Mannkind shares slide on securities offering; Pfizer rumors boost Biocon;

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> Mannkind shares slid eight percent to $6.29 early Tuesday after the diabetes drug developer said that it plans to offer up to 8 million of its common shares as part of a share-lending agreement with Bank of America. Story

> Shares of Biocon surged to a 52-week high on Monday on rising speculation that global drug giant Pfizer is in talks with the Bangalore-based firm to buy a stake or strike a marketing alliance. Article

> Two recent studies provide evidence for a new approach to vaccines to prevent infections caused by drug-resistant Staphylococcus aureus--better known as MRSA--the leading cause of skin and soft tissue, bloodstream and lung infections in the U.S. One demonstrates a way to counteract the bacteria's knack for evading the immune system. The other shows how to disrupt the germ's tissue-damaging mechanism. University of Chicago release

> BioMarin Pharmaceutical has reported that the first subject has initiated treatment in a Phase IIIb study (PKU-016) to evaluate the effects of Kuvan (sapropterin dihydrochloride) on neuropsychiatric symptoms in subjects with phenylketonuria (PKU). BioMarin expects to report results in the first half of 2012. BioMarin release

> BiondVax Pharmaceuticals has received the approvals of the ethics committees of the institutional review boards of both the Hadassah Clinical Research Center at Hadassah University Hospital in Jerusalem and the Tel Aviv Sourasky Medical Center, to perform a Phase II clinical trial to evaluate the safety and immunogenicity of BiondVax's universal influenza vaccine candidate. BiondVax release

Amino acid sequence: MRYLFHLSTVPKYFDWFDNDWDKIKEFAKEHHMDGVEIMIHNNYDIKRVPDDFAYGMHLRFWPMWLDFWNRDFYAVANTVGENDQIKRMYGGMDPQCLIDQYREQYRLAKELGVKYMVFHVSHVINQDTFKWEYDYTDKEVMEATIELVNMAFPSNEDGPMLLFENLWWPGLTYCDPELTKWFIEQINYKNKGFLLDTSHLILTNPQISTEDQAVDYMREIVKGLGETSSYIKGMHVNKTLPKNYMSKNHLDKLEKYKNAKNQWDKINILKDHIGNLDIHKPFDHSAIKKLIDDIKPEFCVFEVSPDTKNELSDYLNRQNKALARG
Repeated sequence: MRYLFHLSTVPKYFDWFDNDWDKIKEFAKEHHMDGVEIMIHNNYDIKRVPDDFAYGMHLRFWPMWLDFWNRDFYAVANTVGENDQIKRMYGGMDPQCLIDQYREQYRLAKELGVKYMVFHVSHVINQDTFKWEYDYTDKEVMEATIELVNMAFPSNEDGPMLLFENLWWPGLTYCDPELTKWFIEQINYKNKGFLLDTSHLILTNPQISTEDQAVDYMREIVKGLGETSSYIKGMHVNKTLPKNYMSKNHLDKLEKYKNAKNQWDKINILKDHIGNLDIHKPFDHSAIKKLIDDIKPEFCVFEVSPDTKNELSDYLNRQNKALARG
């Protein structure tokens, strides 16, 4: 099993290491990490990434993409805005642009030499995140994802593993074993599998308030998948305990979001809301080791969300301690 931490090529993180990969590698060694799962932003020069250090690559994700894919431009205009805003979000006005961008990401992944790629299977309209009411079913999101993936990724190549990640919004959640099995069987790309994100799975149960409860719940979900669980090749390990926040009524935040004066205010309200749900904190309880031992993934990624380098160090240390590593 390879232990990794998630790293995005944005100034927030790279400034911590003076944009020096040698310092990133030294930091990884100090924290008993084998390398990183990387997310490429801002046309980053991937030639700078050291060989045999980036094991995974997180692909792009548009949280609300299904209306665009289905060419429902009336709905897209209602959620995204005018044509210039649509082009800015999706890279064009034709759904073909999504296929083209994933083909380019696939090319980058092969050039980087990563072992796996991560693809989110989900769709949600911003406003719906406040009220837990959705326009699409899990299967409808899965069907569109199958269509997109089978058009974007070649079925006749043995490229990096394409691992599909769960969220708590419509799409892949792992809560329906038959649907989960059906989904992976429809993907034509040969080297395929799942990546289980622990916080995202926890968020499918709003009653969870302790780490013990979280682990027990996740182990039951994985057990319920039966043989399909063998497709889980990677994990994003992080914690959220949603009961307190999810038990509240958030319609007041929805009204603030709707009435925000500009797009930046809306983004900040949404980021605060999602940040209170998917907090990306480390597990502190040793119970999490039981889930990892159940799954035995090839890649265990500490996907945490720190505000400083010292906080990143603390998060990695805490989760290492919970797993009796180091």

> Cryo-Cell International has announced an R&D collaboration agreement with Monash University in Australia. The partnership will allow scientists from the University's Centre of Inflammatory Diseases to conduct pre-clinical studies using Cryo-Cell's proprietary C'ellemenstrual stem cell technology (MenScs) to identify potential future therapies to treat autoimmune diseases such as multiple sclerosis. Cryo-Cell release

And Finally... In the 100 years since the first moose swam into Lake Superior and set up shop on an island, they have mostly minded their moosely business, munching balsam fir and trying to evade hungry gray wolves. Many of the moose, it turns out, have arthritis. And scientists believe their condition's origin can help explain human osteoarthritis--by far the most common type of arthritis, affecting one of every seven adults 25 and older and becoming increasingly prevalent. Story